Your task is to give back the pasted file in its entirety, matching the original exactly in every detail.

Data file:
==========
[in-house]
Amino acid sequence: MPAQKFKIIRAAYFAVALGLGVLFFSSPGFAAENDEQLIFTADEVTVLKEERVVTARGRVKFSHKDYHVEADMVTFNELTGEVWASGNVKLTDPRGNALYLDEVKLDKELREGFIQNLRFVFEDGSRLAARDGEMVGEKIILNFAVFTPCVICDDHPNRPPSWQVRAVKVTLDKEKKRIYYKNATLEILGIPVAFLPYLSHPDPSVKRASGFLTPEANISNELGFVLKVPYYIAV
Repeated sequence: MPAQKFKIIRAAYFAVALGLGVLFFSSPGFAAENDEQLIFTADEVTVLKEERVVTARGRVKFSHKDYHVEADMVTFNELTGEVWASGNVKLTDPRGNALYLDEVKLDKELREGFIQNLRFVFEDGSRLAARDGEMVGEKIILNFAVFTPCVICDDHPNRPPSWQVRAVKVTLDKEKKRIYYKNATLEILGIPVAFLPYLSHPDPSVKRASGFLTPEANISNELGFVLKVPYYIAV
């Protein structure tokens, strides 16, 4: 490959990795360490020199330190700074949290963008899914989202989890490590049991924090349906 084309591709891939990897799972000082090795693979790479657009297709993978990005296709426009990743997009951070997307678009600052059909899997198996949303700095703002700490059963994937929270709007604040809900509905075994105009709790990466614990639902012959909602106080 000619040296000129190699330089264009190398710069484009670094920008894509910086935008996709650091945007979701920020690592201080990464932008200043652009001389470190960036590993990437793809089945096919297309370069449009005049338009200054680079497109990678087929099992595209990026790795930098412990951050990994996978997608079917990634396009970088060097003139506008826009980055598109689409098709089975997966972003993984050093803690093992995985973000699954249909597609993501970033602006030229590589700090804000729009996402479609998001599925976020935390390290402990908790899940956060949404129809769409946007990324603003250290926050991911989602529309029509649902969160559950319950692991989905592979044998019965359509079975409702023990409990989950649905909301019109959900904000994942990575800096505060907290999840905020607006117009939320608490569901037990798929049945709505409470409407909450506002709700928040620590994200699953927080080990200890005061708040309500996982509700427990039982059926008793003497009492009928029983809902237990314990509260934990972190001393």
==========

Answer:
[in-house]
Amino acid sequence: MPAQKFKIIRAAYFAVALGLGVLFFSSPGFAAENDEQLIFTADEVTVLKEERVVTARGRVKFSHKDYHVEADMVTFNELTGEVWASGNVKLTDPRGNALYLDEVKLDKELREGFIQNLRFVFEDGSRLAARDGEMVGEKIILNFAVFTPCVICDDHPNRPPSWQVRAVKVTLDKEKKRIYYKNATLEILGIPVAFLPYLSHPDPSVKRASGFLTPEANISNELGFVLKVPYYIAV
Repeated sequence: MPAQKFKIIRAAYFAVALGLGVLFFSSPGFAAENDEQLIFTADEVTVLKEERVVTARGRVKFSHKDYHVEADMVTFNELTGEVWASGNVKLTDPRGNALYLDEVKLDKELREGFIQNLRFVFEDGSRLAARDGEMVGEKIILNFAVFTPCVICDDHPNRPPSWQVRAVKVTLDKEKKRIYYKNATLEILGIPVAFLPYLSHPDPSVKRASGFLTPEANISNELGFVLKVPYYIAV
């Protein structure tokens, strides 16, 4: 490959990795360490020199330190700074949290963008899914989202989890490590049991924090349906 084309591709891939990897799972000082090795693979790479657009297709993978990005296709426009990743997009951070997307678009600052059909899997198996949303700095703002700490059963994937929270709007604040809900509905075994105009709790990466614990639902012959909602106080 000619040296000129190699330089264009190398710069484009670094920008894509910086935008996709650091945007979701920020690592201080990464932008200043652009001389470190960036590993990437793809089945096919297309370069449009005049338009200054680079497109990678087929099992595209990026790795930098412990951050990994996978997608079917990634396009970088060097003139506008826009980055598109689409098709089975997966972003993984050093803690093992995985973000699954249909597609993501970033602006030229590589700090804000729009996402479609998001599925976020935390390290402990908790899940956060949404129809769409946007990324603003250290926050991911989602529309029509649902969160559950319950692991989905592979044998019965359509079975409702023990409990989950649905909301019109959900904000994942990575800096505060907290999840905020607006117009939320608490569901037990798929049945709505409470409407909450506002709700928040620590994200699953927080080990200890005061708040309500996982509700427990039982059926008793003497009492009928029983809902237990314990509260934990972190001393």